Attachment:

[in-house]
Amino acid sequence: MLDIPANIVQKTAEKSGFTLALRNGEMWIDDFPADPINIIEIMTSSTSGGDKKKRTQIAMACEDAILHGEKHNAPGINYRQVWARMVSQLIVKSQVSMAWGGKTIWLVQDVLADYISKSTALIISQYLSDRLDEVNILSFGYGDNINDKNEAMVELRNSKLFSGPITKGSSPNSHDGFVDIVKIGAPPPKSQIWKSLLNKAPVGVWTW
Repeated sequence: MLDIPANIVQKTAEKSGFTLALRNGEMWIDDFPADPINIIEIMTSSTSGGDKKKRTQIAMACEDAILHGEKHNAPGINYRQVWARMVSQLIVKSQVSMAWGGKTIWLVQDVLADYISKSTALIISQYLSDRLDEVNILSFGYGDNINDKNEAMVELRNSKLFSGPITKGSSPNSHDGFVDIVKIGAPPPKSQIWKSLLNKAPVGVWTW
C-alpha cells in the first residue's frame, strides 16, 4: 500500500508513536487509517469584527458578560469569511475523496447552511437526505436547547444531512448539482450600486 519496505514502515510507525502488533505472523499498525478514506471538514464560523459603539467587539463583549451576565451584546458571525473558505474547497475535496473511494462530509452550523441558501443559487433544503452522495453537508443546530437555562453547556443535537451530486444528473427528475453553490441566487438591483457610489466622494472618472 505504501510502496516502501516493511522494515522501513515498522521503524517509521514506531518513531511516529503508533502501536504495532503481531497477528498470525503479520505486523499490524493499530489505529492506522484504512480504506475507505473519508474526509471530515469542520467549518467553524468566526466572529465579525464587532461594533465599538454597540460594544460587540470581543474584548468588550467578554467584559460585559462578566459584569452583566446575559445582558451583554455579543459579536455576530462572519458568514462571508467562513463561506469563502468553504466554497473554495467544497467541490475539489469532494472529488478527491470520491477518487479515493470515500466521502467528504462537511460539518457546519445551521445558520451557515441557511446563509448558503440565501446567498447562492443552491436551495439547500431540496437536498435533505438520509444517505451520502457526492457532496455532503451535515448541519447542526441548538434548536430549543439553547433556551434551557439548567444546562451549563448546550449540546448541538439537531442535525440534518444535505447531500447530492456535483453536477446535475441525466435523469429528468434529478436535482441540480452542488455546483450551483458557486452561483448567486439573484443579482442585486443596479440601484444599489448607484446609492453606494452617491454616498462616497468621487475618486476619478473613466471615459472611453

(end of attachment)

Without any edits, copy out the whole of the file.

[in-house]
Amino acid sequence: MLDIPANIVQKTAEKSGFTLALRNGEMWIDDFPADPINIIEIMTSSTSGGDKKKRTQIAMACEDAILHGEKHNAPGINYRQVWARMVSQLIVKSQVSMAWGGKTIWLVQDVLADYISKSTALIISQYLSDRLDEVNILSFGYGDNINDKNEAMVELRNSKLFSGPITKGSSPNSHDGFVDIVKIGAPPPKSQIWKSLLNKAPVGVWTW
Repeated sequence: MLDIPANIVQKTAEKSGFTLALRNGEMWIDDFPADPINIIEIMTSSTSGGDKKKRTQIAMACEDAILHGEKHNAPGINYRQVWARMVSQLIVKSQVSMAWGGKTIWLVQDVLADYISKSTALIISQYLSDRLDEVNILSFGYGDNINDKNEAMVELRNSKLFSGPITKGSSPNSHDGFVDIVKIGAPPPKSQIWKSLLNKAPVGVWTW
C-alpha cells in the first residue's frame, strides 16, 4: 500500500508513536487509517469584527458578560469569511475523496447552511437526505436547547444531512448539482450600486 519496505514502515510507525502488533505472523499498525478514506471538514464560523459603539467587539463583549451576565451584546458571525473558505474547497475535496473511494462530509452550523441558501443559487433544503452522495453537508443546530437555562453547556443535537451530486444528473427528475453553490441566487438591483457610489466622494472618472 505504501510502496516502501516493511522494515522501513515498522521503524517509521514506531518513531511516529503508533502501536504495532503481531497477528498470525503479520505486523499490524493499530489505529492506522484504512480504506475507505473519508474526509471530515469542520467549518467553524468566526466572529465579525464587532461594533465599538454597540460594544460587540470581543474584548468588550467578554467584559460585559462578566459584569452583566446575559445582558451583554455579543459579536455576530462572519458568514462571508467562513463561506469563502468553504466554497473554495467544497467541490475539489469532494472529488478527491470520491477518487479515493470515500466521502467528504462537511460539518457546519445551521445558520451557515441557511446563509448558503440565501446567498447562492443552491436551495439547500431540496437536498435533505438520509444517505451520502457526492457532496455532503451535515448541519447542526441548538434548536430549543439553547433556551434551557439548567444546562451549563448546550449540546448541538439537531442535525440534518444535505447531500447530492456535483453536477446535475441525466435523469429528468434529478436535482441540480452542488455546483450551483458557486452561483448567486439573484443579482442585486443596479440601484444599489448607484446609492453606494452617491454616498462616497468621487475618486476619478473613466471615459472611453